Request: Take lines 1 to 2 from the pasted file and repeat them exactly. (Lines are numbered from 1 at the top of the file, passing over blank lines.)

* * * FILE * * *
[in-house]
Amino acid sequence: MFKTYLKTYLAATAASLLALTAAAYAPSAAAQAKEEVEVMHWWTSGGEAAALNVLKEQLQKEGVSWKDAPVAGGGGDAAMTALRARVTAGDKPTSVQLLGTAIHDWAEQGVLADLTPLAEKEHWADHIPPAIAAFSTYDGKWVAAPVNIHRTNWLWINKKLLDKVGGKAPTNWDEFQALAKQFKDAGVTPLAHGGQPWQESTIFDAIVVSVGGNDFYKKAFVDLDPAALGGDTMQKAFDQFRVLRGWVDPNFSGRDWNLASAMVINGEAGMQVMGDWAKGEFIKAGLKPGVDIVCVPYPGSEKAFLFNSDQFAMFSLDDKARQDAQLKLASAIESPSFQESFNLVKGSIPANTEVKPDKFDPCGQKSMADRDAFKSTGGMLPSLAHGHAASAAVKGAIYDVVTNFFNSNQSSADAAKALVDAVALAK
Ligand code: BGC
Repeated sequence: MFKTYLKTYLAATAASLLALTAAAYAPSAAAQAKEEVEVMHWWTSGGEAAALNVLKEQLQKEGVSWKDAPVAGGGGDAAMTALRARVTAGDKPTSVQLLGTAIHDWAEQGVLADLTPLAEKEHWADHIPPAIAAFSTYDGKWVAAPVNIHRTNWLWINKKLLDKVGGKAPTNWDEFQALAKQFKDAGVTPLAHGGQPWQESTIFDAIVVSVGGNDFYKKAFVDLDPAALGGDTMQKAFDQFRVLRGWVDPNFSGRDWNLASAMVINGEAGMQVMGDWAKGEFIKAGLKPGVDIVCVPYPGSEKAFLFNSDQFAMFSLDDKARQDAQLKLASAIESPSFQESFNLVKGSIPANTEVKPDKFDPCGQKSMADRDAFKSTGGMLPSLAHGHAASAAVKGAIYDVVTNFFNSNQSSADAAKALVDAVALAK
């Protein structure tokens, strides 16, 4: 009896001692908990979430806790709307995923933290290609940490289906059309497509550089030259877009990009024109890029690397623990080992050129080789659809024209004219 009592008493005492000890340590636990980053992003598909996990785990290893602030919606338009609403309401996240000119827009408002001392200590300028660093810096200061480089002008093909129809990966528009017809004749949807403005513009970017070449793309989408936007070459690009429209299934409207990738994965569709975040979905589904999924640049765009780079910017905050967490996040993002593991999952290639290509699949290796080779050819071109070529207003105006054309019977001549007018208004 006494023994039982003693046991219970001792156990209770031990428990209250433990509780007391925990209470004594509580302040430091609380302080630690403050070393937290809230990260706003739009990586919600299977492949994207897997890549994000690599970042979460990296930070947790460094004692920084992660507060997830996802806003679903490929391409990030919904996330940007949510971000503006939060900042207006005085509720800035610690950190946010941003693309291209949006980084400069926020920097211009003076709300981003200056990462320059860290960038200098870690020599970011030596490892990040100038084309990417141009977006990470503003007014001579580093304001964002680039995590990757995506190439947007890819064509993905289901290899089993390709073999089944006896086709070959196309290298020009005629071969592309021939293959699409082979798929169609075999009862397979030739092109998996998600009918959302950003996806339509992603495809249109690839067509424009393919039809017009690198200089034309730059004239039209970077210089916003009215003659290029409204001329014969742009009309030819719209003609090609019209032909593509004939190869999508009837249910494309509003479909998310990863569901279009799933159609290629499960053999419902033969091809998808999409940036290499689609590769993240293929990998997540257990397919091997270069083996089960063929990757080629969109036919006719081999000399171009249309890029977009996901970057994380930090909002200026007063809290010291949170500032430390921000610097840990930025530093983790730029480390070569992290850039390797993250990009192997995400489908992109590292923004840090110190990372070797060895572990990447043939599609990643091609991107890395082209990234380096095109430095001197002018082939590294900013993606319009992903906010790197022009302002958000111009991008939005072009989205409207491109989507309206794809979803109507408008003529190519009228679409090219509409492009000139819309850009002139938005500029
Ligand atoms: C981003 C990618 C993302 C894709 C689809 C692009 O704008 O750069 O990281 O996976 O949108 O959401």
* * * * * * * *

[in-house]
Amino acid sequence: MFKTYLKTYLAATAASLLALTAAAYAPSAAAQAKEEVEVMHWWTSGGEAAALNVLKEQLQKEGVSWKDAPVAGGGGDAAMTALRARVTAGDKPTSVQLLGTAIHDWAEQGVLADLTPLAEKEHWADHIPPAIAAFSTYDGKWVAAPVNIHRTNWLWINKKLLDKVGGKAPTNWDEFQALAKQFKDAGVTPLAHGGQPWQESTIFDAIVVSVGGNDFYKKAFVDLDPAALGGDTMQKAFDQFRVLRGWVDPNFSGRDWNLASAMVINGEAGMQVMGDWAKGEFIKAGLKPGVDIVCVPYPGSEKAFLFNSDQFAMFSLDDKARQDAQLKLASAIESPSFQESFNLVKGSIPANTEVKPDKFDPCGQKSMADRDAFKSTGGMLPSLAHGHAASAAVKGAIYDVVTNFFNSNQSSADAAKALVDAVALAK